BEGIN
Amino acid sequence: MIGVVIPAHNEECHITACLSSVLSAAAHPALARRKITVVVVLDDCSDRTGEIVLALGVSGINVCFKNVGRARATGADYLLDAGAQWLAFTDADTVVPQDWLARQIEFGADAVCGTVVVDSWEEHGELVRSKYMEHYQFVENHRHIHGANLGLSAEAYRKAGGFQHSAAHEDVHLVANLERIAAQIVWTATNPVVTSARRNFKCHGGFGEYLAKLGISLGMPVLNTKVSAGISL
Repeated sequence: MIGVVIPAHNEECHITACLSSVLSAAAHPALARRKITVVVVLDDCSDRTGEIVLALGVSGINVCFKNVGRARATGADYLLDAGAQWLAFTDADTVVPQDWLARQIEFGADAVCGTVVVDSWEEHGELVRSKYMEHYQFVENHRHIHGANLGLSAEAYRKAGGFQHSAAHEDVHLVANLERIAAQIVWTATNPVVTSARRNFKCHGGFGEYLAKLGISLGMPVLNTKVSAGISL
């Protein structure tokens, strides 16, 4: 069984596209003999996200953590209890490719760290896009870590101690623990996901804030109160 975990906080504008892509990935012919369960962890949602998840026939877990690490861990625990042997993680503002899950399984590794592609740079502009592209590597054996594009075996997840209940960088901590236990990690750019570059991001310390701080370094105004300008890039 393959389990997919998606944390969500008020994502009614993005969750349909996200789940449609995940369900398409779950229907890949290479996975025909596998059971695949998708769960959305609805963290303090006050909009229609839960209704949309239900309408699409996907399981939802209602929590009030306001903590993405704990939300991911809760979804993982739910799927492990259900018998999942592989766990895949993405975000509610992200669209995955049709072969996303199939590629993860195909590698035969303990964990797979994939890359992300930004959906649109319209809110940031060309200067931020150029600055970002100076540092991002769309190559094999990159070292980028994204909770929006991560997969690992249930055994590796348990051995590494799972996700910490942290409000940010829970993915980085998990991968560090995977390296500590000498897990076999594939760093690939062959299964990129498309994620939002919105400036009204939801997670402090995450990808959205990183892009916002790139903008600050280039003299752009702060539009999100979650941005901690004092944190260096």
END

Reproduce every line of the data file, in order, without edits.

Amino acid sequence: MIGVVIPAHNEECHITACLSSVLSAAAHPALARRKITVVVVLDDCSDRTGEIVLALGVSGINVCFKNVGRARATGADYLLDAGAQWLAFTDADTVVPQDWLARQIEFGADAVCGTVVVDSWEEHGELVRSKYMEHYQFVENHRHIHGANLGLSAEAYRKAGGFQHSAAHEDVHLVANLERIAAQIVWTATNPVVTSARRNFKCHGGFGEYLAKLGISLGMPVLNTKVSAGISL
Repeated sequence: MIGVVIPAHNEECHITACLSSVLSAAAHPALARRKITVVVVLDDCSDRTGEIVLALGVSGINVCFKNVGRARATGADYLLDAGAQWLAFTDADTVVPQDWLARQIEFGADAVCGTVVVDSWEEHGELVRSKYMEHYQFVENHRHIHGANLGLSAEAYRKAGGFQHSAAHEDVHLVANLERIAAQIVWTATNPVVTSARRNFKCHGGFGEYLAKLGISLGMPVLNTKVSAGISL
């Protein structure tokens, strides 16, 4: 069984596209003999996200953590209890490719760290896009870590101690623990996901804030109160 975990906080504008892509990935012919369960962890949602998840026939877990690490861990625990042997993680503002899950399984590794592609740079502009592209590597054996594009075996997840209940960088901590236990990690750019570059991001310390701080370094105004300008890039 393959389990997919998606944390969500008020994502009614993005969750349909996200789940449609995940369900398409779950229907890949290479996975025909596998059971695949998708769960959305609805963290303090006050909009229609839960209704949309239900309408699409996907399981939802209602929590009030306001903590993405704990939300991911809760979804993982739910799927492990259900018998999942592989766990895949993405975000509610992200669209995955049709072969996303199939590629993860195909590698035969303990964990797979994939890359992300930004959906649109319209809110940031060309200067931020150029600055970002100076540092991002769309190559094999990159070292980028994204909770929006991560997969690992249930055994590796348990051995590494799972996700910490942290409000940010829970993915980085998990991968560090995977390296500590000498897990076999594939760093690939062959299964990129498309994620939002919105400036009204939801997670402090995450990808959205990183892009916002790139903008600050280039003299752009702060539009999100979650941005901690004092944190260096």